DUBUQUE, Iowa (AP) - It’s 10 p.m. on the Wednesday after Christmas, and two of the four beds at Mercy Medical Center-Dubuque’s sleep lab are full.
A sign at the end of the hallway warns: “Quiet, please. Sleep study in progress.”
Sleep technician Tina Walsh puts EEG leads on Jon Obe, of Dubuque, in preparation for such a study.
“I look like a Martian,” said Obe, 65, who was affixed with more than a dozen electrodes, patches and sensors on his head, chest, cheeks and legs to monitor that record his breathing, heart rate, brain waves, and eye and leg movements.
The former neurodiagnostic services technician at Mercy suffers from sleep apnea.
He uses a continuous positive airway pressure (CPAP) machine, which includes a mask he wears at night that fits over the nose and mouth that gently blows air into his airway to help keep it open during sleep.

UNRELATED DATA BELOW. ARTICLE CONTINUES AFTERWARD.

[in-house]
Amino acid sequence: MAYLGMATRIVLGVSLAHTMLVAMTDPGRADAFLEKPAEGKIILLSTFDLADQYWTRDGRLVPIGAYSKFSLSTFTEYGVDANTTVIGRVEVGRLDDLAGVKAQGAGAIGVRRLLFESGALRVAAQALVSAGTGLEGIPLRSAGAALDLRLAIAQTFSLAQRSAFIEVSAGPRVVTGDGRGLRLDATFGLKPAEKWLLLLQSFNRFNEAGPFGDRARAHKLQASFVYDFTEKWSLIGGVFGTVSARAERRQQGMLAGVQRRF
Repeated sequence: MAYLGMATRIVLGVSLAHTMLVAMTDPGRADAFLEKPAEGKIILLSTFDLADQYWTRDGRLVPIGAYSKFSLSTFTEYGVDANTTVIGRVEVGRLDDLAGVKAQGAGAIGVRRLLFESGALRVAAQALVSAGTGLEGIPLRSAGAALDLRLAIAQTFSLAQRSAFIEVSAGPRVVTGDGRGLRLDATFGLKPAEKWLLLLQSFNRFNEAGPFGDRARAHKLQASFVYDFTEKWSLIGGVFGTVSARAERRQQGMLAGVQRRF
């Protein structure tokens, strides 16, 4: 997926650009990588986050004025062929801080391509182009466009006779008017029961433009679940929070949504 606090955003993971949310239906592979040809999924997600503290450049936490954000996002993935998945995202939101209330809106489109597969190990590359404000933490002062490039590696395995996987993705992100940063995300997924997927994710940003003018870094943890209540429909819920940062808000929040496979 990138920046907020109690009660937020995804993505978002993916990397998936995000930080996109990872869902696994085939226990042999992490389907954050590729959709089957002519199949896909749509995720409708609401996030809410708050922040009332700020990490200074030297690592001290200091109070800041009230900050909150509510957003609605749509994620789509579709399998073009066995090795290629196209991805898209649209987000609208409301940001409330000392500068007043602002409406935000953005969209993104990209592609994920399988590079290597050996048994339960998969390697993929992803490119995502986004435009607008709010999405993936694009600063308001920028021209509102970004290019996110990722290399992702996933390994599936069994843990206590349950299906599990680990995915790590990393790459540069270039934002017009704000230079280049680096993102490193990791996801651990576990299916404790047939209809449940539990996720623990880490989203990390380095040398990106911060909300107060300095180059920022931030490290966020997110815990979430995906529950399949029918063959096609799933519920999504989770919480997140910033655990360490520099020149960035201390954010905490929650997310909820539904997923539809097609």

Lately, however, Obe has been waking up with headaches.
“I wonder if the level of the CPAP is not controlling the apnea as well as when I started,” Obe said.
Over the past 15 years, sleep has become widely recognized as a critical aspect of good health, and new research has shed more light on its importance in cardiovascular, metabolic and immune health, the Telegraph Herald (https://bit.ly/2kX6Fhh ) reported.
The Tri-state area now boasts at least eight sleep labs that monitor, diagnose and help treat a range of disorders, from apnea to restless leg syndrome to insomnia and narcolepsy.
Sleep studies also are performed at UnityPoint Health-Finley Hospital in Dubuque, Iowa; Southwest Health in Platteville, Wisconsin; Midwest Medical Center in Galena, Illinois.; Jackson County Regional Health Center in Maquoketa, Iowa; Regional Medical Center in Manchester, Iowa; Crossing Rivers Health in Prairie du Chien, Wisconsin; and Midwest Sleep Services in Dubuque, Iowa.